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Sandy Hook Memorial
Competition 2017 Newtown Connecticut Competition Team Thomas Cheney - Douglas Coffin
We envision the Sandy Hook Memorial site to be a place of peace for contemplation and reflection on not only the tragedy of the shooting, but also on the lives of the people who will gather here in the decades to come when the rawness of the shooting is somewhat covered by the robes of time. Toward that end, the circular garden is positioned at the back of the site where it is accessible for those who want to go there, but there is room, too, for those who want a quiet place in which to enjoy nature and their families.
One primary issue that we discussed but that must be addressed more formally by the committee is to determine how many victims were felled. We suggest that there were six educators, 20 students and the mother of the shooter who was also a victim. That she allowed the shooter's access to weapons was careless and ignorant, but she was not malicious. Perhaps she was the victim of her own upbringing, too, but this isn't a moment to assess the skill of someone's parenting; this is a memorial to try to heal from the loss of loved ones and the mother no doubt had loved ones who mourn her. Understanding and attempting to accept loss can not be enhanced by hatred and vengeance.
In an ancillary role, this memorial poses an opportunity to talk about mental health and perhaps the insufficient attention that our communities devote to making all its citizens safe. Certainly the conversation about the casual availability of so many guns in our country is on the table.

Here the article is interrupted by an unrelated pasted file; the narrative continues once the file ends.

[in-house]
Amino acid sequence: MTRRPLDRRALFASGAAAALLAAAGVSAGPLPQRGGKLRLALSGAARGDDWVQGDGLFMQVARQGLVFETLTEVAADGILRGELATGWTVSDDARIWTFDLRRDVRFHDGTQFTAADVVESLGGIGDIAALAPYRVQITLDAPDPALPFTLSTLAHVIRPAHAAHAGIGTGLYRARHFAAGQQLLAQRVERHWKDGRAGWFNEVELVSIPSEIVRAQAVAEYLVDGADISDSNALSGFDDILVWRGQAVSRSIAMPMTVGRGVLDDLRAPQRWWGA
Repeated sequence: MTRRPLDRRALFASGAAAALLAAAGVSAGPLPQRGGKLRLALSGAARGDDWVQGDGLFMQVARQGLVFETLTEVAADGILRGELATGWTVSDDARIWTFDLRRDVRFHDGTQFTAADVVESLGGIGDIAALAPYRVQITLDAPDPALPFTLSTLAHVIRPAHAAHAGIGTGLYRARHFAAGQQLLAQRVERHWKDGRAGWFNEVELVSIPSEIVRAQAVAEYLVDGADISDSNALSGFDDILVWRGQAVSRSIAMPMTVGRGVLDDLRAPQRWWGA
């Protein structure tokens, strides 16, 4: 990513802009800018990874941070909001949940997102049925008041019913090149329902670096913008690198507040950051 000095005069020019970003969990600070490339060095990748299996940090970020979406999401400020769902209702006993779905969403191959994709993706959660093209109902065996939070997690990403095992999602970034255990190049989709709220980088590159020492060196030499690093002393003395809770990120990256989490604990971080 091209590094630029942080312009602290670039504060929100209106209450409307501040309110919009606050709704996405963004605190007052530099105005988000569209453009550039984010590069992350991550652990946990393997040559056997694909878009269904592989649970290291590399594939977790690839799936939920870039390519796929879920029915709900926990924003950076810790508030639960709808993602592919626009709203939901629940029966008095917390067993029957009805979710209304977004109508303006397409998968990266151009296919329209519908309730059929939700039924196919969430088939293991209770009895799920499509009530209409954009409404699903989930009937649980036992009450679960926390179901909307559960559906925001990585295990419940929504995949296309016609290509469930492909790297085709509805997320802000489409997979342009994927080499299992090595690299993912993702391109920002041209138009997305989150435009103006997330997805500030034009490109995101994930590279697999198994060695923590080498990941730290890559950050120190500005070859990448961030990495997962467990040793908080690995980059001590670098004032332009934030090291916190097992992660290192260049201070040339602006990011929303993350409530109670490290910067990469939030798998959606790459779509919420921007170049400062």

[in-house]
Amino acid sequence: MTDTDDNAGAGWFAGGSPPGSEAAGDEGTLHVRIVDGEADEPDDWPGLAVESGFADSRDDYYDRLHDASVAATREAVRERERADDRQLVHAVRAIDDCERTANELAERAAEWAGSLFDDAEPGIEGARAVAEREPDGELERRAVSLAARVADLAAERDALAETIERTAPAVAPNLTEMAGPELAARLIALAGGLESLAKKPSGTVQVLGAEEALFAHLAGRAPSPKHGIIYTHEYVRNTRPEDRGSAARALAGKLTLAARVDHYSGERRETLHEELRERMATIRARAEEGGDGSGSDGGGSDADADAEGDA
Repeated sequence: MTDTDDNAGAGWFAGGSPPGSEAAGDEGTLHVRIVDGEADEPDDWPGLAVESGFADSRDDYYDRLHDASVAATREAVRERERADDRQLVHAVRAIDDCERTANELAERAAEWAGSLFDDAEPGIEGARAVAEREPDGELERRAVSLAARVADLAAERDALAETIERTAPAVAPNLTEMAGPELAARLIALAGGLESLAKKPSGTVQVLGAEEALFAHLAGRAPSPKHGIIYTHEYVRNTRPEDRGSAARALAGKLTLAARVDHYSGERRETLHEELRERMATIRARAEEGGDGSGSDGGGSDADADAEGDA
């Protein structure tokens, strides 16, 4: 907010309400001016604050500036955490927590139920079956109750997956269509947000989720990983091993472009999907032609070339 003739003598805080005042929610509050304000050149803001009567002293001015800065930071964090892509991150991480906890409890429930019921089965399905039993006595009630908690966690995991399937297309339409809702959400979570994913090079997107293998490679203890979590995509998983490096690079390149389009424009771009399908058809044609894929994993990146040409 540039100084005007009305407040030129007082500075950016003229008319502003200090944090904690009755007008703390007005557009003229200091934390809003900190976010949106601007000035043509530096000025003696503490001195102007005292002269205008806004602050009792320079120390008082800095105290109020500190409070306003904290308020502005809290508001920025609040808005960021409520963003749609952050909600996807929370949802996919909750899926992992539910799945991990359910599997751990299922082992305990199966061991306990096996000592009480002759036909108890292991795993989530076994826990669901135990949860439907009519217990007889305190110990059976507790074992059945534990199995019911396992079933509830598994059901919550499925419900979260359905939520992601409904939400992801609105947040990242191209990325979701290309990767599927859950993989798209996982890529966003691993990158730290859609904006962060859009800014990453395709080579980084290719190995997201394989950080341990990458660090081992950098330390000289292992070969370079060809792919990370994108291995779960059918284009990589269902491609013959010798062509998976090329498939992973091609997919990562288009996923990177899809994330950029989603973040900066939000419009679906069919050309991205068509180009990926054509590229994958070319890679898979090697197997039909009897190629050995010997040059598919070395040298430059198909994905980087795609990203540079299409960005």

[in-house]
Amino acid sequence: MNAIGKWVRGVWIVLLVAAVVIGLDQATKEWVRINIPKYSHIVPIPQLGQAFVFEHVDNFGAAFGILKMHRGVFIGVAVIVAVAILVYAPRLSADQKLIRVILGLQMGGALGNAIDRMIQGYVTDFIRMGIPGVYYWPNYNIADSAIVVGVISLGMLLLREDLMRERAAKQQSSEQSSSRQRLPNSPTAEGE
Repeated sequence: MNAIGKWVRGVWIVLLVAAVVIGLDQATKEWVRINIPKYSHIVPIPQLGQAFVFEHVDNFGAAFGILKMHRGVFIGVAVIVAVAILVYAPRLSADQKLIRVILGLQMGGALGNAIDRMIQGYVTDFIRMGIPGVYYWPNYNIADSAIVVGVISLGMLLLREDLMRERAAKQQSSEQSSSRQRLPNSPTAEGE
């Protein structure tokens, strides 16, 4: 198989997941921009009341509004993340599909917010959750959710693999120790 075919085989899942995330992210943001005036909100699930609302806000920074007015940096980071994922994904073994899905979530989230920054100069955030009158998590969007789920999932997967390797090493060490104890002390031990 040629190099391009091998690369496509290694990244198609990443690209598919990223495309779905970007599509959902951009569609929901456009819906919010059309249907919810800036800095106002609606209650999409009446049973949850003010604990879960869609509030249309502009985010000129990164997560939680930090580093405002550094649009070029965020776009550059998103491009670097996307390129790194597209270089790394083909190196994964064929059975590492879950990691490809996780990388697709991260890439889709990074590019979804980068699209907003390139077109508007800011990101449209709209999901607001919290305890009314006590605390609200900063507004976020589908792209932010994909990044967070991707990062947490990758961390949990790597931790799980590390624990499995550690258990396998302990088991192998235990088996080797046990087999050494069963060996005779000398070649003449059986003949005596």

The parking lot orients the cars away from the slight rise that overlooks the memorial below. Visitors can take the shortcut nearer the entrance (also the emergency vehicle path), but the handicapped ramp through the trees is a quiet, lengthened entry way. One walks down looking at the memorial from above and gradually walks away from it, too. A curve swings the view of the memorial back into view and a straight, almost
church-like aisle through the meadow marks the entrance to the memorial itself. There would be a retaining wall at the bottom of the path created from a more casual splay of stones that would be overtaken by growth, that connects this path with the other area trails. The drywall of the memorial is a more measured use of the stone. Crushed gravel is a fine, low-maintenance path surface.
The gateway into the dry-wall enclosure itself is one wheelchair wide to suggest that everyone who enters enters alone with their own thoughts and reasons. A circular walkway immediately opens up with a single, unifying ring bench looking at a perennial garden in the center on a slight rise. The drywall surround would be high enough to focus thought inside it, toward the garden. The circle, at 40 feet diameter, is large enough, too, for privacy.
Each paver of the walkway would have the name of each educator and their title at the school. Each child would have his or her name and age on it. The mother of the shooter would have only her name.
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